I chose to write about this article because I think that Tom Block has a sincere, realistic take on depictions of violence. He talks about the prevalence of violence in film and television, noting that despite its popularity, violence is rarely depicted in a way that affects us as it should. He points out that film directors seem to care more about the number of deaths in a film than about how much impact a single act of violence can have on an audience. A pile of corpses won’t even make us flinch if we are not shown the real ugliness that it takes to put someone in that state. Block believes that the entire point of depicting gruesome violence should be to show us how terrible and sickening that side of humanity can really be, and yet that point is usually glossed over by the highly dramatized fight scenes found in films, so that we are left with violence without any substance.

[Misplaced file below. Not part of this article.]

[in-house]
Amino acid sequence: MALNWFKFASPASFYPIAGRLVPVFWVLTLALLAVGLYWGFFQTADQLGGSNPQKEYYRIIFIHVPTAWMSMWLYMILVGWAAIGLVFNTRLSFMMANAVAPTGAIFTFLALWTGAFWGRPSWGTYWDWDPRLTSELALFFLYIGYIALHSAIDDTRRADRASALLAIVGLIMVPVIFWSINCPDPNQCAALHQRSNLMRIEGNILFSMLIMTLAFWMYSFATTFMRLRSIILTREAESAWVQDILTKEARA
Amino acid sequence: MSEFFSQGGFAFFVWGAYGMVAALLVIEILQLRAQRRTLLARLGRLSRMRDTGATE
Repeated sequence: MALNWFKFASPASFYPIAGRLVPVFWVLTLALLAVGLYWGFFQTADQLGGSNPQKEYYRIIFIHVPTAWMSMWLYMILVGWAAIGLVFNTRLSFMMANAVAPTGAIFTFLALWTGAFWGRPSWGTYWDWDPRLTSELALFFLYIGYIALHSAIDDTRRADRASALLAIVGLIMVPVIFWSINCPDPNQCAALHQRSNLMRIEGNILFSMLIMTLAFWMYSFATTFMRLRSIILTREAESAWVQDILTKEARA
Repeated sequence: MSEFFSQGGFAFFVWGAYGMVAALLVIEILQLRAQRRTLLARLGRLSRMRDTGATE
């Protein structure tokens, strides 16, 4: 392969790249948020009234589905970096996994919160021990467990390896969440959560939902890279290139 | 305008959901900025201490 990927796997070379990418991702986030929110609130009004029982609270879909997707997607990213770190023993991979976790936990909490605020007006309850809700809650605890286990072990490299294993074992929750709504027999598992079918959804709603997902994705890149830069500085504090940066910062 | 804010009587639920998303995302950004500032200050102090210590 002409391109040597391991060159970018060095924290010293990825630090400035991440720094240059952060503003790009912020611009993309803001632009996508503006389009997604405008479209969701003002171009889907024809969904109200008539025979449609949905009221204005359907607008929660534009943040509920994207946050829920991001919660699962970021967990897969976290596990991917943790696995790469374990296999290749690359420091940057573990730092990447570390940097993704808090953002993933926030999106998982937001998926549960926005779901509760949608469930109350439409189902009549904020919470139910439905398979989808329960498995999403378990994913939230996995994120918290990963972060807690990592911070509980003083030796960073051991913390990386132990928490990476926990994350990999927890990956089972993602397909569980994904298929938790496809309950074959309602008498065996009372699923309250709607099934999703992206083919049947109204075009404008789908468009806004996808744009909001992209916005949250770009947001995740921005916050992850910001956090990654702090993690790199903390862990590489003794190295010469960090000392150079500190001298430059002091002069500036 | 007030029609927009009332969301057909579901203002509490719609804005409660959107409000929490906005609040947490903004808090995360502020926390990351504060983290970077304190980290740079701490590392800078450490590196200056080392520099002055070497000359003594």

Block’s writing style is fairly straightforward and casual; he makes his point without coming off as long-winded or disinterested. Here is a phrase I found interesting: “Our contemporary filmmakers tend to care only about body counts, without ever following through on their punches or actually affecting us emotionally with their maimings and gorings, which is surely the only legitimate excuse for such bedlam to begin with. In Chinatown we never quite recover from seeing Jack Nicholson’s nostril bisected by Polanski’s switchblade before the movie is barely a quarter old, while in Die Hard and the Bruckheimer movies bodies are stacked up like cordwood, yet no one in the audience thinks of choking on their popcorn. It’s unreal.” This sort of writing is really engaging because it feels like Block is giving his sincere opinion on the subject, without dressing it up or down.